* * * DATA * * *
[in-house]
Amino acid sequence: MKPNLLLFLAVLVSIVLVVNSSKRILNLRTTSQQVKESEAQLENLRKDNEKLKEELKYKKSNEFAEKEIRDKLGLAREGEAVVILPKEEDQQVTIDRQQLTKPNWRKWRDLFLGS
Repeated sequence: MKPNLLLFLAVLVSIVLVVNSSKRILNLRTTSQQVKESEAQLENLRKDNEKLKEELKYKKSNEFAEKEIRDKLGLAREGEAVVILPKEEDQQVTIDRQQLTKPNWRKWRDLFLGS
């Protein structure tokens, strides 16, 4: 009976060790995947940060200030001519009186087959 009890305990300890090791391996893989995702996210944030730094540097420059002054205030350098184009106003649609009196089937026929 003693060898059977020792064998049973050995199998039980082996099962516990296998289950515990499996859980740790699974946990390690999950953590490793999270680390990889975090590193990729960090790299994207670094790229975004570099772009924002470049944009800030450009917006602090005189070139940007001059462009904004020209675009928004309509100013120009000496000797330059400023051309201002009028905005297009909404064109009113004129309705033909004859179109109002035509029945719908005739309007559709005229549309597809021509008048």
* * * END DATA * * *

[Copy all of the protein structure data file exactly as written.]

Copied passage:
[in-house]
Amino acid sequence: MKPNLLLFLAVLVSIVLVVNSSKRILNLRTTSQQVKESEAQLENLRKDNEKLKEELKYKKSNEFAEKEIRDKLGLAREGEAVVILPKEEDQQVTIDRQQLTKPNWRKWRDLFLGS
Repeated sequence: MKPNLLLFLAVLVSIVLVVNSSKRILNLRTTSQQVKESEAQLENLRKDNEKLKEELKYKKSNEFAEKEIRDKLGLAREGEAVVILPKEEDQQVTIDRQQLTKPNWRKWRDLFLGS
């Protein structure tokens, strides 16, 4: 009976060790995947940060200030001519009186087959 009890305990300890090791391996893989995702996210944030730094540097420059002054205030350098184009106003649609009196089937026929 003693060898059977020792064998049973050995199998039980082996099962516990296998289950515990499996859980740790699974946990390690999950953590490793999270680390990889975090590193990729960090790299994207670094790229975004570099772009924002470049944009800030450009917006602090005189070139940007001059462009904004020209675009928004309509100013120009000496000797330059400023051309201002009028905005297009909404064109009113004129309705033909004859179109109002035509029945719908005739309007559709005229549309597809021509008048």